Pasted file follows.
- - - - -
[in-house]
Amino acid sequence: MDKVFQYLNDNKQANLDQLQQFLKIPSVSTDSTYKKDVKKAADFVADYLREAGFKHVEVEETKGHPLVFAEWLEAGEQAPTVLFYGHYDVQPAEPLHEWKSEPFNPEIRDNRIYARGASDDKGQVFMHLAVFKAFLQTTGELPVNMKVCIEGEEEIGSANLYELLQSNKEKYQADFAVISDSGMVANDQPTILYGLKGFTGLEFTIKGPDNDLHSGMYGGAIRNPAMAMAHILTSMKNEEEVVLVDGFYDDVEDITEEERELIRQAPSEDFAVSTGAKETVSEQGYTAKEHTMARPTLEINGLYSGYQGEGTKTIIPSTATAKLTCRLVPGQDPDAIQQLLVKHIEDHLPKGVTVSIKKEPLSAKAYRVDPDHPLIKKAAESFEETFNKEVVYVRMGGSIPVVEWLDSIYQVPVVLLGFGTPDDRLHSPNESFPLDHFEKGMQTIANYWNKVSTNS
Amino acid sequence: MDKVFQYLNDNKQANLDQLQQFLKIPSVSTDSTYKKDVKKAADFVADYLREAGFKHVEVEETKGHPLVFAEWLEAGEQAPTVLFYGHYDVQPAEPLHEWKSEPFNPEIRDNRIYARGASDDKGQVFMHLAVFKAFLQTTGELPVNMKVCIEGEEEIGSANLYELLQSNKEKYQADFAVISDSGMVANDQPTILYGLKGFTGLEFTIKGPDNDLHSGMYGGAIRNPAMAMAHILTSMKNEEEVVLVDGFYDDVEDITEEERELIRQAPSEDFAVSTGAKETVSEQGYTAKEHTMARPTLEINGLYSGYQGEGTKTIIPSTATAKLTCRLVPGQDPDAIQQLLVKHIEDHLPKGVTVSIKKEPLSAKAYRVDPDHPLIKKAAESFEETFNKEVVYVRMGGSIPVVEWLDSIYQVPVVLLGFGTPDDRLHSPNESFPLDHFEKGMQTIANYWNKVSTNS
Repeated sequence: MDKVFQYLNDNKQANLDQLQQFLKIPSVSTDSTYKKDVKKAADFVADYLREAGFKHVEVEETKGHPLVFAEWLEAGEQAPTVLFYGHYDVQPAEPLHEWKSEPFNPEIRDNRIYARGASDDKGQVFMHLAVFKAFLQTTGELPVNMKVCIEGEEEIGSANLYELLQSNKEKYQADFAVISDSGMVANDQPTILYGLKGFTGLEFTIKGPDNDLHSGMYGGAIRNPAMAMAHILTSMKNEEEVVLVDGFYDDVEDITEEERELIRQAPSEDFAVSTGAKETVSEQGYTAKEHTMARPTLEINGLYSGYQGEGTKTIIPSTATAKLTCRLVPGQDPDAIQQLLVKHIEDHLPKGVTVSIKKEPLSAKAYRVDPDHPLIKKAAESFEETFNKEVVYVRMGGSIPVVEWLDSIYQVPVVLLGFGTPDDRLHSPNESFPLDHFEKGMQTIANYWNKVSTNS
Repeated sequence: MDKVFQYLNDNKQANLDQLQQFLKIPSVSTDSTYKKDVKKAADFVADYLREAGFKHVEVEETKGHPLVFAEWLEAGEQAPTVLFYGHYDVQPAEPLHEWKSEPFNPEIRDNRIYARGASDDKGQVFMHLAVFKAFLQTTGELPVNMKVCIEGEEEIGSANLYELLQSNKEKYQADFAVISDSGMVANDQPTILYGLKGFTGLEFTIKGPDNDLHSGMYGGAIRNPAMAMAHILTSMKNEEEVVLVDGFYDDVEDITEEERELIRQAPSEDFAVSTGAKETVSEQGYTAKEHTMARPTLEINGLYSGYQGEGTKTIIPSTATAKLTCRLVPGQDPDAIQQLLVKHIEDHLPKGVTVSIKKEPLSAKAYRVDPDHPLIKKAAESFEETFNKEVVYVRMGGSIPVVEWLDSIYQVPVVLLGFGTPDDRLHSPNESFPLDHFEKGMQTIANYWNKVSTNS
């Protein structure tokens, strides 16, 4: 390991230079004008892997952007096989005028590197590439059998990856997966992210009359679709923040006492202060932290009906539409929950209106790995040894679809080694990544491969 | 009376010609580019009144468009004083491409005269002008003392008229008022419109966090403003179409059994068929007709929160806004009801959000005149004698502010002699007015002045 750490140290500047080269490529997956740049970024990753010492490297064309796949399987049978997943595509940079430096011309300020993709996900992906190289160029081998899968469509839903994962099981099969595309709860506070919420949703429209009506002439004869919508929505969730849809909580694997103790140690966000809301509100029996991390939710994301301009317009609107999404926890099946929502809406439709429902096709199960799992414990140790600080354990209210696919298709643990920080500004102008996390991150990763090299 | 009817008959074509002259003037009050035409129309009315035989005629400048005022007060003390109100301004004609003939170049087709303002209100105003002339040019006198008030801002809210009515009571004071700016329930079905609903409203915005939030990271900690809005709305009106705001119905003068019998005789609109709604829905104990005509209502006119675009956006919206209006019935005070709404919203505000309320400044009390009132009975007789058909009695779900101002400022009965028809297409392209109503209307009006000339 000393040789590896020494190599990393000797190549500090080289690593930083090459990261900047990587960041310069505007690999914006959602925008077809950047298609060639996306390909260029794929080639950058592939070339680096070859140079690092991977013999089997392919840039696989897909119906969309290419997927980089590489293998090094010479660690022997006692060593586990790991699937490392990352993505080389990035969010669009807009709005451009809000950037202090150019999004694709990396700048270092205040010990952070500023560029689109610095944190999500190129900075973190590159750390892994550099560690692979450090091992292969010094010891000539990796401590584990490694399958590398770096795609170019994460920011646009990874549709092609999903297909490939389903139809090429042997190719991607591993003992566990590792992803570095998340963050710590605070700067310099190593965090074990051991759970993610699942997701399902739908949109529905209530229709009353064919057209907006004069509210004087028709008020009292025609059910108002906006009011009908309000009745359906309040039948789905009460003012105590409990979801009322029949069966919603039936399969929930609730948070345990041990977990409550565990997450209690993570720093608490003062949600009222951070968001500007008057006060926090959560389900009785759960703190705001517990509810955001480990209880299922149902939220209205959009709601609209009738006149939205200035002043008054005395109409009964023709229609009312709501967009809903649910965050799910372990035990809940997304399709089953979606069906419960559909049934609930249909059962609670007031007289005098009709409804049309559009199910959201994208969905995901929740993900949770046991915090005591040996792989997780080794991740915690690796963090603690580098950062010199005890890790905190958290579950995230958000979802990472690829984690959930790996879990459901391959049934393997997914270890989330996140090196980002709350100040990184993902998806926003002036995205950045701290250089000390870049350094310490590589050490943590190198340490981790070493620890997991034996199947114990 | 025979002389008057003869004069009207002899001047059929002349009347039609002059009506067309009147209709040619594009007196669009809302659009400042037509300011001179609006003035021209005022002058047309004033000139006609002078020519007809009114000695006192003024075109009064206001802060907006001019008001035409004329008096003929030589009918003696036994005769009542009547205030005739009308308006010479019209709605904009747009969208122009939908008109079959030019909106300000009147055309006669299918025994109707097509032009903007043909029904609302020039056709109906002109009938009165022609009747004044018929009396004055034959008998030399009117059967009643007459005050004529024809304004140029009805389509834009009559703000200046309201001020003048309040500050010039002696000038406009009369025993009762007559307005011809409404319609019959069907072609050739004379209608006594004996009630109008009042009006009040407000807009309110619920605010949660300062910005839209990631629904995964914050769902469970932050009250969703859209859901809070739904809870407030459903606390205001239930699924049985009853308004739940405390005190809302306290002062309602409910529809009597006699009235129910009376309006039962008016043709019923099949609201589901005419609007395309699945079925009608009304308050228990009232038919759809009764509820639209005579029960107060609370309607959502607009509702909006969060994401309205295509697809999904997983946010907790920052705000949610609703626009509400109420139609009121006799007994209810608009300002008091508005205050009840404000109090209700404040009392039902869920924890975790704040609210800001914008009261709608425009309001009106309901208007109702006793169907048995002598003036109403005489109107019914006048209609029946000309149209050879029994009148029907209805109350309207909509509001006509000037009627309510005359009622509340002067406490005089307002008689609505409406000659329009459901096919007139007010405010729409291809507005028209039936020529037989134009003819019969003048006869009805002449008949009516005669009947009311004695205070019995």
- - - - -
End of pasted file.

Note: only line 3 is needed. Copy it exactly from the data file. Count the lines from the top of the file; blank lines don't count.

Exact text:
Amino acid sequence: MDKVFQYLNDNKQANLDQLQQFLKIPSVSTDSTYKKDVKKAADFVADYLREAGFKHVEVEETKGHPLVFAEWLEAGEQAPTVLFYGHYDVQPAEPLHEWKSEPFNPEIRDNRIYARGASDDKGQVFMHLAVFKAFLQTTGELPVNMKVCIEGEEEIGSANLYELLQSNKEKYQADFAVISDSGMVANDQPTILYGLKGFTGLEFTIKGPDNDLHSGMYGGAIRNPAMAMAHILTSMKNEEEVVLVDGFYDDVEDITEEERELIRQAPSEDFAVSTGAKETVSEQGYTAKEHTMARPTLEINGLYSGYQGEGTKTIIPSTATAKLTCRLVPGQDPDAIQQLLVKHIEDHLPKGVTVSIKKEPLSAKAYRVDPDHPLIKKAAESFEETFNKEVVYVRMGGSIPVVEWLDSIYQVPVVLLGFGTPDDRLHSPNESFPLDHFEKGMQTIANYWNKVSTNS